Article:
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Common Text Transformation Library http://cttl.sourceforge.net/
Category:
Format:
R + std::make_pair( N, M )
where
operand R is a valid CTTL grammar expression
( N, M ) is a pair of ordered non-negative integer numbers, such that ( N <= M ), whose values determine the mode of quantifier evaluation as follows:
N | M | R + std::make_pair( N, M ) evaluation mode: |
---|---|---|
0 | 0 | Equivalent to greedy +R, "one or more matches". |
0 | M | Equivalent to ungreedy R+M, "one to M matches". |
1 | 1 | Equivalent to a single ungreedy match of R. |
N | npos |
If ( M == std::string::npos ),
the quantifier evaluation mode changes to R+pair(N,npos), "exactly N matches". |
N | M |
For any pair of values, where ( N <= M ),
the behavior is "from N up to M matches", as described in this section. If ( N > M ), the behavior is undefined. |
Algorithm:
Generic R+pair(N,M) Kleene quantifier implements greedy evaluation algorithm, attempting as many matches as possible, anywhere between N and M matches. At least N matches of grammar expression R are required for this quantifier to succeed. Up to M matches are accepted, but no more.
R+pair(N,M) fails if less than N, or more than M matches exist.
Expression R+pair(N,M) succeeds when the result of R is an empty symbol (epsilon match), including the case when the parseable substring is empty:
#define CTTL_TRACE_EVERYTHING #include "cttl/cttl.h" using namespace cttl; int main() { std::string inp; const_edge<> substring( inp ); const_edge<> token = substring; size_t result = token( entity() + std::make_pair( 1, 1 ) ).match( substring ); assert( result != std::string::npos ); assert( token == "" ); return 0; }
Usage notes:
If empty symbol is found, the empty match never repeats, completing the evaluation loop. To exclude empty matches from the results of binary Kleene plus evaluation, the operand R can be decorated by a non-empty match validator, entity(R), which rejects empty matches of R:
entity( R ) + std::make_pair( N, M )
For example,
#define CTTL_TRACE_EVERYTHING #include "cttl/cttl.h" using namespace cttl; size_t rule_curious( const_edge<> substr_ ) { // Matches single character 'A' or an empty symbol: return ( 'A' | symbol( true ) ).match( substr_ ); } int main() { std::string inp = "XYZ"; const_edge<> substring( inp ); const_edge<> token = substring; size_t result = token( entity( first( islower ) | CTTL_STATIC_RULE( rule_curious ) ) + std::make_pair( 1, 1 ) ).match( substring ); assert( result == std::string::npos ); return 0; }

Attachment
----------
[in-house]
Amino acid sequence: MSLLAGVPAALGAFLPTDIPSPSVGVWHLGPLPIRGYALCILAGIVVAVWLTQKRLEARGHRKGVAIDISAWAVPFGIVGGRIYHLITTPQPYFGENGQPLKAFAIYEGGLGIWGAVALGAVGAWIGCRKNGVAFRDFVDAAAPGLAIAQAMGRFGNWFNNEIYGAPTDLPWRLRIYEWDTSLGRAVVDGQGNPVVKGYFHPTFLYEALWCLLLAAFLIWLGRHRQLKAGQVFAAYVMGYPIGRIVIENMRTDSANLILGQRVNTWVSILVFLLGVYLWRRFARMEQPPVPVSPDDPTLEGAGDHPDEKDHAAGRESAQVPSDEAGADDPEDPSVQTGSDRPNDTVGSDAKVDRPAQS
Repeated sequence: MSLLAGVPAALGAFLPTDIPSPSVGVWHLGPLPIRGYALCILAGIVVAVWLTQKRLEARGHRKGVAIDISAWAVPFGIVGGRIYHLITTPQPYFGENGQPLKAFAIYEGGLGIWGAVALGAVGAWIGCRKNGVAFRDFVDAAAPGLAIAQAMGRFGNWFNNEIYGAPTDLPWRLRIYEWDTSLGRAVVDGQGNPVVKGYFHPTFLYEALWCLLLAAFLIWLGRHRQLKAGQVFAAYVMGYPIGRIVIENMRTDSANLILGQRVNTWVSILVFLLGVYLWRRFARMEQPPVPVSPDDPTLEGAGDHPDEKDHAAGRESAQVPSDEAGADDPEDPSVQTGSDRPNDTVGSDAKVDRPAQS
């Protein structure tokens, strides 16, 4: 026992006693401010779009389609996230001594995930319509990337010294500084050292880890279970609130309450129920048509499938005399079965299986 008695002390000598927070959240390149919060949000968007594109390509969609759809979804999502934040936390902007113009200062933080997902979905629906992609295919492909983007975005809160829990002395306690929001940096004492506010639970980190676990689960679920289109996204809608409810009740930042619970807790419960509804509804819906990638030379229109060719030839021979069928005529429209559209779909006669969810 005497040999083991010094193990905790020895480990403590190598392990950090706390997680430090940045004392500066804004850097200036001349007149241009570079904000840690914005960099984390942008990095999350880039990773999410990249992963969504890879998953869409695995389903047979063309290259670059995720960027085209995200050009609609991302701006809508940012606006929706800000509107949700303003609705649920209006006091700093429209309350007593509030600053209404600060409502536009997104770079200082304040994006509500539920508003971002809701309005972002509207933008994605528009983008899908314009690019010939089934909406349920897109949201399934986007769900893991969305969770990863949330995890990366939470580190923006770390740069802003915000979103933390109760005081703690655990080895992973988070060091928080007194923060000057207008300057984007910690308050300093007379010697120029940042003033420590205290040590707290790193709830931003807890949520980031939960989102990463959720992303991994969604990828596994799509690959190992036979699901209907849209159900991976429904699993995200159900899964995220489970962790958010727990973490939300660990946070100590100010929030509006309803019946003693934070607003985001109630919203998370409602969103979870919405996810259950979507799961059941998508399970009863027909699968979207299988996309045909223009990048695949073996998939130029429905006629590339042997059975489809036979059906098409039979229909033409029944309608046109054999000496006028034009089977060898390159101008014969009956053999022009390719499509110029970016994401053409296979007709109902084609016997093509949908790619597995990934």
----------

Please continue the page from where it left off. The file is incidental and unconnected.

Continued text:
Space sensitivity:
The space sensitivity of R+pair(N,M) is transparent. The expression R controls the space grammar evaluation:
#define CTTL_TRACE_EVERYTHING #include "cttl/cttl.h" using namespace cttl; int main() { std::string inp = " ABC DEF "; const_edge< policy_space<> > substring( inp ); const_edge<> token = substring; size_t result = token( entity( isupper ) + std::make_pair( 2, 3 ) ).match( substring ); assert( result != std::string::npos ); assert( token == "ABC DEF" ); return 0; }
Searchability:
Search grammar evaluation algorithms
are enabled for R+pair(N,M) Kleene plus quantifier.
The terminal search and Kleene plus operator formulate stationary relationship, which is determined by the order of operations:
!( R + std::make_pair( N, M ) ) // searches for "N to M repeats of R" !R + std::make_pair( N, M ) // repeats "searches of R" N to M times
Clearly, the above two expressions are not equivalent. According to C++ operator precedence rules, the latter expression is evaluated as (!R)+std::make_pair( N, M ).
Only first occurence of the nearest terminal symbol in R is searched for; the second, third, and the rest of the terminals, as well as all subsequent matches of R, are processed by the match grammar evaluation algorithm. This is why the role of space policy is important in the following example:
#define CTTL_TRACE_EVERYTHING
#include "cttl/cttl.h"
using namespace cttl;
int main()
{
std::string inp = "ABC def ghi";
const_edge< policy_space<> > substring( inp );
const_edge<> token = substring;
size_t result = token(
entity( islower ) + std::make_pair( 2, 3 )
).find( substring );
assert( result != std::string::npos );
assert( token == "def ghi" );
return 0;
}
If policy policy_space<> wasn't used, the "ghi" symbol would not be a part of the matched token.
Trace output format:
The trace symbol of binary Kleene plus quantifier is the plus sign '+', enclosed in a pair of symmetrical braces. The above example generates the following trace:
-------------@ABC def ghi?{e! 0-11 :3:1 -------------@ABC def ghi? {+! 0-11 -----------------ABC def@| $ 7-11 islower -------------ABC def ghi@| $ 11-11 islower ~~~~~~~~~~~~~ABC def ghi@~ L 11-11 FAIL empty substring } -----------------@def ghi| e 4-11 }
The exclamation mark '!' after the plus sign emphasizes that binary Kleene plus operator was evaluated by the terminal symbol search grammar evaluation algorithm.
A "FAIL empty substring" message indicates that Kleene loop has stopped as soon as entity(islower) lexeme exhausted all input characters.
Copyright © 1997-2009 Igor Kholodov mailto:cttl@users.sourceforge.net.
Permission to copy and distribute this document is granted provided this copyright notice appears in all copies. This document is provided "as is" without express or implied warranty, and with no claim as to its suitability for any purpose.
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